Yet, there is hope because of the persistence of Faerie lore,
Faerie tales, Faerie legends and the on-going insistence of a
little group of people that say "They are there", "I
have seen them", "I have spoken with them".
We look at the shape that we,
as human beings, have given to Faeries, and of course because
we think that we are marvellous they have got to look like us
- unless you happened to be Hieronymus Bosche. Even the little
grotesques are more or less human. There is a type of Faerie,
believe it or not, called the Tiddy Ones, (Ed: The name of the
Fen Fairies -Tiddy Mun controls floods) and it suddenly dawned
on me when I was reading about this I thought "My God, Ken
Dodd knows about Faeries". What else is his 'Tickling Stick'
but a Magic Wand. You get little bits of revelation like this
when something comes up and hits you in the face and you think
"Ooh, I wonder if that's where he got that from?".
There is, in the old village
tradition, the smugglers agents that used to pass up the folk-ways,
they called The Cracky Men When the Cracky Men came in they were
super peddlers - like a supermarket on legs. They brought all
their lace, brandy, tobacco and whatever.
Remark from the floor: "My
fathers's family were part of The Hawkers Gang"
DAN: "That does not surprise
me, part of their family still is I suspect"
Remark from the floor: "The Hawkers Gang were a big band
DAN: "From the Fens?"
Remark from the floor: "No, Dymchurch - Romney Marsh"
Remark from the floor: "Were those the ones who when they
didn't like someone, they used to put people down a forty foot
well head first?"
Remark from the floor: "I don't think we actually had any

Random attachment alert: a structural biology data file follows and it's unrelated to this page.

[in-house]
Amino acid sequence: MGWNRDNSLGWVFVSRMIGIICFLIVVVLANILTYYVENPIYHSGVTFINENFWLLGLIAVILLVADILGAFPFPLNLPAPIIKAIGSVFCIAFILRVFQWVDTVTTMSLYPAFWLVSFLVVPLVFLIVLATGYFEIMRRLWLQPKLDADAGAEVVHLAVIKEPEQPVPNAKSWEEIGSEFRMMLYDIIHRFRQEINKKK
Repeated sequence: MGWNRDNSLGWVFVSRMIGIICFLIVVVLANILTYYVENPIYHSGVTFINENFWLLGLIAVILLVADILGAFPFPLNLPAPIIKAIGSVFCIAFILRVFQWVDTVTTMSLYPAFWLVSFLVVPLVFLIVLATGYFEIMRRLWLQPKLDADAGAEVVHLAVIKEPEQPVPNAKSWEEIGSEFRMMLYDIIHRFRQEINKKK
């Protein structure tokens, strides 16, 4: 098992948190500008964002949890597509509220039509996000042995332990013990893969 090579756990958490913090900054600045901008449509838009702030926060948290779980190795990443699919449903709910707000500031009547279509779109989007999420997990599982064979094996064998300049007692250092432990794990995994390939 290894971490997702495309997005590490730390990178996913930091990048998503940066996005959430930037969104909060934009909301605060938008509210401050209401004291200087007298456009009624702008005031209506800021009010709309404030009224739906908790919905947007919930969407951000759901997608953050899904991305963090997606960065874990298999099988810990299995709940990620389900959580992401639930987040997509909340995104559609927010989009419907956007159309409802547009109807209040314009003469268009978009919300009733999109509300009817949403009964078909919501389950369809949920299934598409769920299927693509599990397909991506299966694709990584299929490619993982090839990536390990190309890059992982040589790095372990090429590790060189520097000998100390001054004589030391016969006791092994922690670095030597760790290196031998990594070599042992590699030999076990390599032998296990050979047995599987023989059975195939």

forty foot wells on Romney Marsh"
DAN: "Far easier just to put them in the marsh and let it
take care of them"
How can we see Faeries? Well,
as I said before, the bodies we give them are the ones we expect
to see. But, explanations are often easier when you have something
to hang on to. Sometimes people say, do and picture things and
you think to yourself "That is a perfect explanation, that
is a perfect symbol". Has anyone here seen the film called
'The Cocoon'? (Ed: A chorus of yeses) Well you will remember that
these alien beings took on human form, but they could unzip this
human form and when they were not wearing that they were just
like a sort of roughly human bundle of light fibres. If you look
at the human forms we give Faeries, but you read about the fact
that Faeries always give off a light, there is always a light
that surrounds them, it's quite easy to say OK while thinking
about Cocoon, you unzip the voluptuous Victorian Nude, that is
usually seen as the Faerie Queen, inside it is a body of light.
Now we know about bodies of light, we use them, we create them,
we travel in them, so that is more, could be similar to, the real,
the true form of what we call Faerie. It is a fact that whenever
they have been seen trouping, whenever they do their rades (or
rides), under the full moon and the new moon, that the whole procession
carries its own light with it. It could be that like the Cocoon
people, this light seeps through the imitation form that we expect
to see; but if we had that Faerie ointment, on our eyes, we would
perhaps see them as different coloured lights, vaguely human shaped,
beautiful in the extreme.
There was in the early twenties,
a very beautiful musical play put on called "The Immortal
Hour" which told the story of Angus Ogue and his wife Etain
and the King Medea. It was one of the most beautiful plays with
lovely music. The most famous piece of which was a song called
"The Lordly Ones"
(Ed: See The Immortal Hour)
"How beautiful they are
The Lordly Ones
Who dwell in the hills the hollow hills
They have faces like flowers
And their breath is the wind that flows over summer meadows
Filled with dewey clover
Their limbs are more light than shafts of moonshine
They are more fleet than the March wind
They laugh and are glad and are terrible"